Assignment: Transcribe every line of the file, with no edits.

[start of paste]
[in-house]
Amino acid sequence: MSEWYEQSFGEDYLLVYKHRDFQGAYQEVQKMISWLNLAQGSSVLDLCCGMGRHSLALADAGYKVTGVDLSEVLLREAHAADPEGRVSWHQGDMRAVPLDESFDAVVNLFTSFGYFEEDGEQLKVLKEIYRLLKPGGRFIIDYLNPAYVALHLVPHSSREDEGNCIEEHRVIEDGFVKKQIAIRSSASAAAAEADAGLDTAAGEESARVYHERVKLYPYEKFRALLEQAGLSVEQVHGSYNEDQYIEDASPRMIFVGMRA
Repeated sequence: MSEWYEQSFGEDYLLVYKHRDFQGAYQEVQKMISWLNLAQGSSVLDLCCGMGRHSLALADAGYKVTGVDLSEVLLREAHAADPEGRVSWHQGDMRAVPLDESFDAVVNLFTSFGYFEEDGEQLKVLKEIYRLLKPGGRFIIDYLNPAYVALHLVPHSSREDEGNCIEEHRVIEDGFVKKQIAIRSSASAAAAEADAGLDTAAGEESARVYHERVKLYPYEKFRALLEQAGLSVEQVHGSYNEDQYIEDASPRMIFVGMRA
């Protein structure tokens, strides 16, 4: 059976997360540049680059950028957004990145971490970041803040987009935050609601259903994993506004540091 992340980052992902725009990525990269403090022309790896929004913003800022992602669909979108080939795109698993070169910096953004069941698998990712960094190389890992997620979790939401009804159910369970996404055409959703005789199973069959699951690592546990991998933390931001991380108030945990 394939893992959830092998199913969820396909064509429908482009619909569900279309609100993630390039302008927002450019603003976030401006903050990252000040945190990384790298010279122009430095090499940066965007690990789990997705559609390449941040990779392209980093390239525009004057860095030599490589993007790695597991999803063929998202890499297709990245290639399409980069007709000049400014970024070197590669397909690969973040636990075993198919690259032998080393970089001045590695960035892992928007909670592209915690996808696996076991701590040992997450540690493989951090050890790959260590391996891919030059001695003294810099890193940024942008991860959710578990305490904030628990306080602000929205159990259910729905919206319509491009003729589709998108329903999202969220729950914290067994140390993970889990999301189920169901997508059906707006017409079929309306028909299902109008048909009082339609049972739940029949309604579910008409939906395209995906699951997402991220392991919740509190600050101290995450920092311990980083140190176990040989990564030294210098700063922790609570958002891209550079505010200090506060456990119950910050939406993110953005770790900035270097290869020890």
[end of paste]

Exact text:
[in-house]
Amino acid sequence: MSEWYEQSFGEDYLLVYKHRDFQGAYQEVQKMISWLNLAQGSSVLDLCCGMGRHSLALADAGYKVTGVDLSEVLLREAHAADPEGRVSWHQGDMRAVPLDESFDAVVNLFTSFGYFEEDGEQLKVLKEIYRLLKPGGRFIIDYLNPAYVALHLVPHSSREDEGNCIEEHRVIEDGFVKKQIAIRSSASAAAAEADAGLDTAAGEESARVYHERVKLYPYEKFRALLEQAGLSVEQVHGSYNEDQYIEDASPRMIFVGMRA
Repeated sequence: MSEWYEQSFGEDYLLVYKHRDFQGAYQEVQKMISWLNLAQGSSVLDLCCGMGRHSLALADAGYKVTGVDLSEVLLREAHAADPEGRVSWHQGDMRAVPLDESFDAVVNLFTSFGYFEEDGEQLKVLKEIYRLLKPGGRFIIDYLNPAYVALHLVPHSSREDEGNCIEEHRVIEDGFVKKQIAIRSSASAAAAEADAGLDTAAGEESARVYHERVKLYPYEKFRALLEQAGLSVEQVHGSYNEDQYIEDASPRMIFVGMRA
């Protein structure tokens, strides 16, 4: 059976997360540049680059950028957004990145971490970041803040987009935050609601259903994993506004540091 992340980052992902725009990525990269403090022309790896929004913003800022992602669909979108080939795109698993070169910096953004069941698998990712960094190389890992997620979790939401009804159910369970996404055409959703005789199973069959699951690592546990991998933390931001991380108030945990 394939893992959830092998199913969820396909064509429908482009619909569900279309609100993630390039302008927002450019603003976030401006903050990252000040945190990384790298010279122009430095090499940066965007690990789990997705559609390449941040990779392209980093390239525009004057860095030599490589993007790695597991999803063929998202890499297709990245290639399409980069007709000049400014970024070197590669397909690969973040636990075993198919690259032998080393970089001045590695960035892992928007909670592209915690996808696996076991701590040992997450540690493989951090050890790959260590391996891919030059001695003294810099890193940024942008991860959710578990305490904030628990306080602000929205159990259910729905919206319509491009003729589709998108329903999202969220729950914290067994140390993970889990999301189920169901997508059906707006017409079929309306028909299902109008048909009082339609049972739940029949309604579910008409939906395209995906699951997402991220392991919740509190600050101290995450920092311990980083140190176990040989990564030294210098700063922790609570958002891209550079505010200090506060456990119950910050939406993110953005770790900035270097290869020890």